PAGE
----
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Our View

By Staff
EA vandalism was hateful act of crime
Rolling houses was a part of all of our high school homecoming memories but never did it cross the line into vandalism. The news of Escambia Academy’s vandalism was not only disturbing, but also deeply upsetting. As a newspaper, we are held to reporting in as unbiased a manner as possible but this could not hold back our emotions as we openly discussed our disbelief over the events with each other and the community. As Melanie Hendrix said in the article, people don’t realize it’s not just the students that are affected but the parents too, and most importantly the community.
On the exterior, literally, this only hurts the school, but it’s the hurt feelings and negative attitudes that result that are really the issue. A community is there to support and encourage not to divide and conquer.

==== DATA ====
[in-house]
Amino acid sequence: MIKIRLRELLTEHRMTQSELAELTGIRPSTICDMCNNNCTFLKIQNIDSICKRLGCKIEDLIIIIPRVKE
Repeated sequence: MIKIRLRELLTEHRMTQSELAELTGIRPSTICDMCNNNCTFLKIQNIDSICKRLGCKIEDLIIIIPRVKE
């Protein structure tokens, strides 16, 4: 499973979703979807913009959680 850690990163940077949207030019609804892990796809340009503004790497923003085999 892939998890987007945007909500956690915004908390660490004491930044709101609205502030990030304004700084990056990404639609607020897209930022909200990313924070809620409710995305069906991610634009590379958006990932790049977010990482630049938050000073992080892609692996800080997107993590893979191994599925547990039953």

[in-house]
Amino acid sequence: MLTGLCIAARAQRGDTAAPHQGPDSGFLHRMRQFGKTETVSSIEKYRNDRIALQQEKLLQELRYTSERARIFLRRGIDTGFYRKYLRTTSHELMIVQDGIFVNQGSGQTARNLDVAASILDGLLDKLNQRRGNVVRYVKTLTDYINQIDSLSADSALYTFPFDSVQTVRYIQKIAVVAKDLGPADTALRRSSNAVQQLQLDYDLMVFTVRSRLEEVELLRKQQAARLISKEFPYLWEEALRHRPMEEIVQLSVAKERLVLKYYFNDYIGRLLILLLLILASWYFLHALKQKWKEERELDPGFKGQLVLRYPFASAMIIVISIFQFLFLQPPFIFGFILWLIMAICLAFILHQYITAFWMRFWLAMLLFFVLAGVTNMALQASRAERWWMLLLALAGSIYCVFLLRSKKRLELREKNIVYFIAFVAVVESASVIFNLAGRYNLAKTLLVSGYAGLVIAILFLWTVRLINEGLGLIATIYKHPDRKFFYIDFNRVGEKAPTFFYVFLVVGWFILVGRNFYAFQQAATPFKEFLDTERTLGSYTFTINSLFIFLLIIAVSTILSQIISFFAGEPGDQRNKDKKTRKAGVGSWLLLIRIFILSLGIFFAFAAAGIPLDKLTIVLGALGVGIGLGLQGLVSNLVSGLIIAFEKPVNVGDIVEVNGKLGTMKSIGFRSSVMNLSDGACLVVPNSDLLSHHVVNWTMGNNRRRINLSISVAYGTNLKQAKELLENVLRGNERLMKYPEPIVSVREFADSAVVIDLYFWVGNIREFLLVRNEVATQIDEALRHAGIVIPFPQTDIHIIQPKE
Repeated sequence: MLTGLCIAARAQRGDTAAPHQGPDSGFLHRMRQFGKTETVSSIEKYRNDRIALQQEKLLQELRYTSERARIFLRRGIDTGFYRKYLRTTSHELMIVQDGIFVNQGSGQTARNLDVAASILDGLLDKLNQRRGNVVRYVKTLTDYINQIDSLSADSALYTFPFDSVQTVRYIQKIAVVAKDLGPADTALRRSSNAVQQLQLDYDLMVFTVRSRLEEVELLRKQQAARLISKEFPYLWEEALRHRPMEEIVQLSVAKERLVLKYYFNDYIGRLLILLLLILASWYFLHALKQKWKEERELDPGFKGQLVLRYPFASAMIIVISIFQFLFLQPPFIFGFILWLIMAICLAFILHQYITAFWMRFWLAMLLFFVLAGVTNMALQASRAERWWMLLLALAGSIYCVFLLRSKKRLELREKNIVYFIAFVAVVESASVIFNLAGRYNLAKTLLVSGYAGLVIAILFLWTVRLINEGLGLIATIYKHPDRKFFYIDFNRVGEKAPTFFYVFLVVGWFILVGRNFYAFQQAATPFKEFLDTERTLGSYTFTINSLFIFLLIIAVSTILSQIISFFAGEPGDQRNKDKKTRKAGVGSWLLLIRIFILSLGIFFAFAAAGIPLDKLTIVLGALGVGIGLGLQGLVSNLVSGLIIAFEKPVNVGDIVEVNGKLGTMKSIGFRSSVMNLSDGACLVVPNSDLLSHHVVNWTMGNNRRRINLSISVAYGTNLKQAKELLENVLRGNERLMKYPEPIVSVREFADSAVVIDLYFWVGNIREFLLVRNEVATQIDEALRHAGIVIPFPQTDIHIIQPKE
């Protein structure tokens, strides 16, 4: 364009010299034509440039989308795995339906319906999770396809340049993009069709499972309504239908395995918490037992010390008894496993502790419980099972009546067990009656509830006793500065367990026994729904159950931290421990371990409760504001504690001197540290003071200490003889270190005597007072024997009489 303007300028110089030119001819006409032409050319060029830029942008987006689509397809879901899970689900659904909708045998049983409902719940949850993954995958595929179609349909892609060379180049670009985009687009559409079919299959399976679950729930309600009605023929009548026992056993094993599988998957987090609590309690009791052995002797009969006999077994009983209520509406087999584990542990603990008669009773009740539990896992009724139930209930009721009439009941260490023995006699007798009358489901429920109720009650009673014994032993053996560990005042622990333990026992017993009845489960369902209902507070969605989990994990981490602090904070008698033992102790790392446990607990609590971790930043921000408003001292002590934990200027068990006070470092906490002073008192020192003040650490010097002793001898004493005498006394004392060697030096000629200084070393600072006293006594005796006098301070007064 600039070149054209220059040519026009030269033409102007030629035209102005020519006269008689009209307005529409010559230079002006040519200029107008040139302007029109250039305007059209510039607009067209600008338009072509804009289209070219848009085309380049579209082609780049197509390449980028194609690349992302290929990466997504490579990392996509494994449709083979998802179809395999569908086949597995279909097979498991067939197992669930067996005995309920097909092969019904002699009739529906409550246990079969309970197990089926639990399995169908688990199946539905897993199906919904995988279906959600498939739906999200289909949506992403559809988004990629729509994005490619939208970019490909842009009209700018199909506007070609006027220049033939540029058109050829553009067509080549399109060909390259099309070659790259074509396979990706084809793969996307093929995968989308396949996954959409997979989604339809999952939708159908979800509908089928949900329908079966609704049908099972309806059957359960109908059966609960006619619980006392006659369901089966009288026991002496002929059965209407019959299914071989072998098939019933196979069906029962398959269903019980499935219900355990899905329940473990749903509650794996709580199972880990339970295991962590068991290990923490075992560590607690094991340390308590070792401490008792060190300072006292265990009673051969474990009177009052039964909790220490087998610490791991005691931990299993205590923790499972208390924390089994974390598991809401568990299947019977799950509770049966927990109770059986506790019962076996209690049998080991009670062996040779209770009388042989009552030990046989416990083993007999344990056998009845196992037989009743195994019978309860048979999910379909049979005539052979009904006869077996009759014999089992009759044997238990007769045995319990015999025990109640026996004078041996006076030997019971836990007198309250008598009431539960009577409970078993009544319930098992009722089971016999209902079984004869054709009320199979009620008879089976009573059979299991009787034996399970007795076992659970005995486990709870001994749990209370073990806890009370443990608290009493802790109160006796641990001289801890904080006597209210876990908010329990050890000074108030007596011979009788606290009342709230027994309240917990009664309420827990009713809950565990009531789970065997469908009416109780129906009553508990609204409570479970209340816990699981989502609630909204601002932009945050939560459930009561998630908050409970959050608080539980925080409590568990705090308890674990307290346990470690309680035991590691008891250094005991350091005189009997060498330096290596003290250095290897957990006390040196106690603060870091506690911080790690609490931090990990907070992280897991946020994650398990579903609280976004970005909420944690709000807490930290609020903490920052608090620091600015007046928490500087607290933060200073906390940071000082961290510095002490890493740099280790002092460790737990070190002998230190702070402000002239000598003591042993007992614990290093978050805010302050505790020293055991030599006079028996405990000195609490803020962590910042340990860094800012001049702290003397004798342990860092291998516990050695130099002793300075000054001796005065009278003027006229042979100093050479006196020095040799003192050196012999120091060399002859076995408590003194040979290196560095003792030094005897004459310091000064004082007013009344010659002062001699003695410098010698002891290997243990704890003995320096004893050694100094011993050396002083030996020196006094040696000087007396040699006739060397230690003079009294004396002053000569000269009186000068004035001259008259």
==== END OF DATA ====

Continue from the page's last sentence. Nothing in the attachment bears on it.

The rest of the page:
We’re all for a civilized rivalry, maybe even one that gets a little intense, as long as it’s done in the proper arena and with the proper respect.
Defacing property with spray-painted profanities and racial slurs is far from being respectful, much less civilized.
It is sad not only for the knock to morale but also for the young kids who got caught up in such a disgraceful act. As a high school student, it’s hard to look past Friday night’s game and see that they have committed a seriously detrimental act to the future.
What’s important though, is to see the positive come out of the situation, like EA teacher Sheliah Sawyer said. From hearing words of sympathy and concern from those in the community not directly related to EA, to hearing how Escambia County High School principal Harvey Means pulled up to EA and stepped out immediately rolling up his sleeves and asking what he could do to help, we’re already beginning to see it.